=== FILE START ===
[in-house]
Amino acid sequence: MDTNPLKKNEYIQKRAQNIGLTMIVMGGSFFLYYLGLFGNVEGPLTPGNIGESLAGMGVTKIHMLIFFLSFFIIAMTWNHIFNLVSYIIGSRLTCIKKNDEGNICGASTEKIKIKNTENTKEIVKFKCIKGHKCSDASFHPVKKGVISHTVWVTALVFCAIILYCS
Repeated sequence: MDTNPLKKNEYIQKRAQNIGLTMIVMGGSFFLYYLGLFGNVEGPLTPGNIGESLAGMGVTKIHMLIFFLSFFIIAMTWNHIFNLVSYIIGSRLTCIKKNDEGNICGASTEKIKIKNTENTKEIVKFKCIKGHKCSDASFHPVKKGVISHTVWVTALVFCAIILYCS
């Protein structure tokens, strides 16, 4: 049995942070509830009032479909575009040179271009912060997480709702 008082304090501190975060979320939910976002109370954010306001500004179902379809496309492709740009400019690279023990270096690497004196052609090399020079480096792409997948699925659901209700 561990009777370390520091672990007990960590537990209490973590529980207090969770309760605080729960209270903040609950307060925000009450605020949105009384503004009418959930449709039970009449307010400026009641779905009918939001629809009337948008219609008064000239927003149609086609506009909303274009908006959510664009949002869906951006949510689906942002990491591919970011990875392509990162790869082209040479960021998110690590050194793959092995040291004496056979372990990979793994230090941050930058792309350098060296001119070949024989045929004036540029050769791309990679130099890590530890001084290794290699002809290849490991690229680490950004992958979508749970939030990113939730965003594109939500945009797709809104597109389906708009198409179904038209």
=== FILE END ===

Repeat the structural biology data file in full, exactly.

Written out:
[in-house]
Amino acid sequence: MDTNPLKKNEYIQKRAQNIGLTMIVMGGSFFLYYLGLFGNVEGPLTPGNIGESLAGMGVTKIHMLIFFLSFFIIAMTWNHIFNLVSYIIGSRLTCIKKNDEGNICGASTEKIKIKNTENTKEIVKFKCIKGHKCSDASFHPVKKGVISHTVWVTALVFCAIILYCS
Repeated sequence: MDTNPLKKNEYIQKRAQNIGLTMIVMGGSFFLYYLGLFGNVEGPLTPGNIGESLAGMGVTKIHMLIFFLSFFIIAMTWNHIFNLVSYIIGSRLTCIKKNDEGNICGASTEKIKIKNTENTKEIVKFKCIKGHKCSDASFHPVKKGVISHTVWVTALVFCAIILYCS
């Protein structure tokens, strides 16, 4: 049995942070509830009032479909575009040179271009912060997480709702 008082304090501190975060979320939910976002109370954010306001500004179902379809496309492709740009400019690279023990270096690497004196052609090399020079480096792409997948699925659901209700 561990009777370390520091672990007990960590537990209490973590529980207090969770309760605080729960209270903040609950307060925000009450605020949105009384503004009418959930449709039970009449307010400026009641779905009918939001629809009337948008219609008064000239927003149609086609506009909303274009908006959510664009949002869906951006949510689906942002990491591919970011990875392509990162790869082209040479960021998110690590050194793959092995040291004496056979372990990979793994230090941050930058792309350098060296001119070949024989045929004036540029050769791309990679130099890590530890001084290794290699002809290849490991690229680490950004992958979508749970939030990113939730965003594109939500945009797709809104597109389906708009198409179904038209």